There are a couple of types of fiber – soluble and insoluble fiber. This type of fiber dissolves in water during digestion. It increases stool bulk and may decrease blood cholesterol levels. Soluble fiber can be found in fruits (such as apples, oranges, and grapefruit), vegetables, legumes (such as dry beans, lentils, and peas), barley, oats, and oat bran. Insoluble fiber is a type of fiber that remains unchanged during digestion. It promotes normal movement of intestinal contents. Get it from whole grains, brown rice, etc. I have an entire article on how you can take fiber with probiotics here.

From what I have read, many experts recommend a total dietary fiber intake of 25 to 30 grams per day with about a quarter of that — 6 to 8 grams per day — coming from soluble fiber.

Some good sources of fiber include fruits, vegetables, whole grains, and legumes.

Fermented foods

Fermented foods are another great way to boost your digestive system’s microbiota. Fermented foods are made by adding bacteria to food, which allows the bacteria to grow and multiply. Fermentation often gives food a sour taste, like you’d expect from an unsweetened yogurt. It produces lactic acid, which not only helps preserve food (think about how much longer yogurt lasts vs. milk!) but also gives it the distinctive taste and texture that yogurt lovers, well, love. I’ve written about how many probiotics yogurt contains, and also reviewed the strains in Chobani, which has some great bacteria and yeast! Of course, it usually comes with lactose, which can be an issue for some people.

Some good sources of fermented foods include yogurt, kefir, sauerkraut, kimchi, and tempeh.

Other foods that are good for the gut microbiota

In addition to plant-based foods and fermented foods, there are other foods that are good for the gut microbiota. These include:

  • Prebiotics: Prebiotics are non-digestible food ingredients that feed the beneficial bacteria in your intestines. Some good sources of prebiotics include onions, garlic, asparagus, and bananas.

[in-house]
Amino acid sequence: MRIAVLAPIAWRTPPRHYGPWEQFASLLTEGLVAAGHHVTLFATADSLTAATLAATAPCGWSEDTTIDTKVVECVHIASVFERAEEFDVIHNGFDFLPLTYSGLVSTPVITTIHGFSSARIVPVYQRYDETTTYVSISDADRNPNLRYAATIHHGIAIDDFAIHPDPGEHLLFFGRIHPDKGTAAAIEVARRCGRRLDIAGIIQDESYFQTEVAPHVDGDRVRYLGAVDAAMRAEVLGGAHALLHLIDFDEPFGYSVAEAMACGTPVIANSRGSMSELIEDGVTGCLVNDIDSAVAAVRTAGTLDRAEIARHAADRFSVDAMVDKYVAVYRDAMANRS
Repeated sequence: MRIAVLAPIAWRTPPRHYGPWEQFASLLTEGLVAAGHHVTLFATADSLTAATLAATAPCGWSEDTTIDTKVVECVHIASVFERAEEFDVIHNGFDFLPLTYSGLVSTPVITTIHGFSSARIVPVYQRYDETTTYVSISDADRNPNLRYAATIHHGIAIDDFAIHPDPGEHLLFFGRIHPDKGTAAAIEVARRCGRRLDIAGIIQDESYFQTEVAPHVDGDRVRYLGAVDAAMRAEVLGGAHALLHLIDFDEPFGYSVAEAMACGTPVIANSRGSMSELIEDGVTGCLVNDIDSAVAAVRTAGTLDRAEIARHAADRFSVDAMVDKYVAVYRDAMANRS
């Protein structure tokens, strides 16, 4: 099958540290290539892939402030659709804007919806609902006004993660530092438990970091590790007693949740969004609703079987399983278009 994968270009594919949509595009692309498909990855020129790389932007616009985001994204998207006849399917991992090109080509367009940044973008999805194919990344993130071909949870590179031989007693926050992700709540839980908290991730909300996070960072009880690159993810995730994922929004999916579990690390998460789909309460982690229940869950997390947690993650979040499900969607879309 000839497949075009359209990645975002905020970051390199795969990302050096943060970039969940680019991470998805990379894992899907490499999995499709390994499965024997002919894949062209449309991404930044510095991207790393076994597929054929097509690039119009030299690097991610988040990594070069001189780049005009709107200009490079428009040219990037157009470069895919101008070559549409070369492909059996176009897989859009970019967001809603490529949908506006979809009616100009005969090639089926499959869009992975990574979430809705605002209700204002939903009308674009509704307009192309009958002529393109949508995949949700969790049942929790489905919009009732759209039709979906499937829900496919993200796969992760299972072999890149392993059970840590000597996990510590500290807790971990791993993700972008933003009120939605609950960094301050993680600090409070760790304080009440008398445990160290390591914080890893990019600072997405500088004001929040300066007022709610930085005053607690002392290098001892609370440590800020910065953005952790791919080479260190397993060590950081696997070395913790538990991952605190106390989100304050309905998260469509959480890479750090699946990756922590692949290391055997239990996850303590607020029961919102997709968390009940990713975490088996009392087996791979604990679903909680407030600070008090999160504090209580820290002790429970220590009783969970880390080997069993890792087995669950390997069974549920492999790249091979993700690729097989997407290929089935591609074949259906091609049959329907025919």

• Probiotics: Probiotics are live bacteria that are similar to the beneficial bacteria that live in your gut. Probiotics can be found in fermented foods, as well as in probiotic supplements.

What to avoid

There are also some foods that you should avoid if you want to promote a healthy gut microbiota. These include:

  • Processed foods: Processed foods are high in unhealthy fats, sugar, and salt. These ingredients can disrupt the balance of bacteria in your digestive system.
  • Sugary drinks: Sugary drinks are high in sugar, which can feed harmful bacteria in your intestines.
  • Red meat: Red meat is high in saturated fat, which can increase inflammation in your gut. A little is probably fine, but too much can cause a whole host of problems for your health and gut microbiome. 

Conclusion – the best foods for a health gut microbiome

By eating a healthy diet, you can promote a healthy gut microbiota. A healthy gut microbiota is important for overall health and well-being.

If you are not sure what foods are good for your gut microbiota, talk to your doctor or a registered dietitian.

Here are some additional tips for promoting a healthy gut microbiota:

  • Eat a variety of foods
  • Drink plenty of water
  • Get regular exercise
  • Get enough sleep
  • Manage stress

By following these tips, you can help to keep your digestive system microbiota healthy and thriving.

Pharmacist Kari Raman

I’m Kari Raman PharmD, RPh, and I am a licensed, practicing pharmacist. I hold a Doctorate in Pharmacy from The University of the Pacific, and I’ve served patients in retail, compounding and hospital pharmacies.